Pensacola. This tribe moved inland from Pensacola Bay near the end of the seventeenth century and in 1725-26 had established themselves near the Biloxi on Pearl River. (See Florida.)

Quapaw. When the French discovered this tribe in 1673 one town was on the east side of the Mississippi, but before 1700 it moved to the western bank. (See Arkansas.)

Taposa. Meaning unknown.

Connections.—As this tribe is said to have been allied with the Chickasaw and, unlike the Tunica and Tiou, did not have an r sound in their language, there is every reason to suppose that they belonged to the Muskhogean stock. Probably they were most closely affiliated with their neighbors, the Chakchiuma and Chickasaw.

Location.—Their earliest known location was on Yazoo River a few miles above the Chakchiuma.

History.—The Taposa are first mentioned by Iberville and the missionary De Montigny, in 1699. On the De Crenay map of 1733 (1910) their village is placed very close to that of the Chakchiuma, whose fortunes they probably followed.

Population.—The only hint as to the size of this tribe is given by Le Page du Pratz who says that the Taposa had about 25 cabins, half the number he assigns to the Chakchiuma. Other writers usually include them with the Chakchiuma (q. v.).

Tiou. Meaning unknown. The name has occasionally been misprinted "Sioux," thus causing confusion with the famous Sioux or Dakota of Minnesota and the Dakotas.

Connections.—The Tiou are proved by a statement of Diron d'Artaguiette (1916) to have belonged to the Tunica linguistic group of the Tunican family.

Location.—Their earliest location was near the upper course of Yazoo River; later they lived a little south of the Natchez and then among them.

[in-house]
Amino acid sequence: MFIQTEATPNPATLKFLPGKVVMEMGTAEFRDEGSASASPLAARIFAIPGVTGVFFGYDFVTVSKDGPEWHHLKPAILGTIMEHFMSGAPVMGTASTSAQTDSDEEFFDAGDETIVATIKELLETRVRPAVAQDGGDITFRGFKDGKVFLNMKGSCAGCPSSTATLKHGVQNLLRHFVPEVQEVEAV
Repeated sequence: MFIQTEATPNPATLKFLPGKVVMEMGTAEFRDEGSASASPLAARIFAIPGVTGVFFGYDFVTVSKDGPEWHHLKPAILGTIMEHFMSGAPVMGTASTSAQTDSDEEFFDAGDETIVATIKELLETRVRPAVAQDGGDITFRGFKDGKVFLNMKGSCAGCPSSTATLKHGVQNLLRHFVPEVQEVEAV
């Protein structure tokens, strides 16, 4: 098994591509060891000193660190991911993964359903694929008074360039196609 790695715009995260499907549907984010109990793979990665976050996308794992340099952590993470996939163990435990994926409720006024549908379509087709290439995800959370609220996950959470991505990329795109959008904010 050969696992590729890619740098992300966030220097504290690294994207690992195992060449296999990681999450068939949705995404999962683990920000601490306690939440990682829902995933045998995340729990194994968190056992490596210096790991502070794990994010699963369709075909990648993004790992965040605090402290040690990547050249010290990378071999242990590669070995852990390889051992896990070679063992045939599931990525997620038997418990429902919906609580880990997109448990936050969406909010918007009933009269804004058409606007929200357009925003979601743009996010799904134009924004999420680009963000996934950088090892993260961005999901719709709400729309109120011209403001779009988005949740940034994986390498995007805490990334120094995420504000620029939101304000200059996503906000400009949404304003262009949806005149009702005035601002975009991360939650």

History.—Shortly before 1697 the Tiou appear to have been in the locality first mentioned, and a map of that date seems to give two towns of Tiou, one above the Tunica and one below them. By 1699 part had settled among the Natchez, having been driven from their former homes, according to Le Page du Pratz (1758), by the Chickasaw. Before establishing themselves finally with the Natchez, they seem to have lived for a time a short distance below them on the Mississippi River, where La Salle and his companions speak of them as Koroa. Part of the tribe appears to have remained on the Yazoo for some years after the rest had left. At a later period the Bayogoula called in Tiou and Acolapissa to take the places of the Mugulasha with whom they had formerly lived and whom they had destroyed. Soon after Fort Rosalie had been built, the Tiou sold the lands upon which they had settled to the Sieur Roussin and moved elsewhere. After the Natchez massacre the hostile Indians sent them to the Tunica in a vain endeavor to induce the latter to declare against the French. In 1731, if we may trust a statement by Charlevoix, they were utterly cut off by the Quapaw, and while the completeness of this destruction may well be doubted, we hear nothing of them afterward.

Population.—No estimate of Tiou population separate from that of the Natchez is known.

Tunica. Meaning "the people," or "those who are the people." Also called:

Yoron, their own name.

Connections.—They were the leading tribe of the Tunica group of the Tunican stock, the latter including also the Chitimacha and Atakapa.

Location.—On the lower course of Yazoo River, on the south side about 4 French leagues from its mouth. (See also Arkansas.)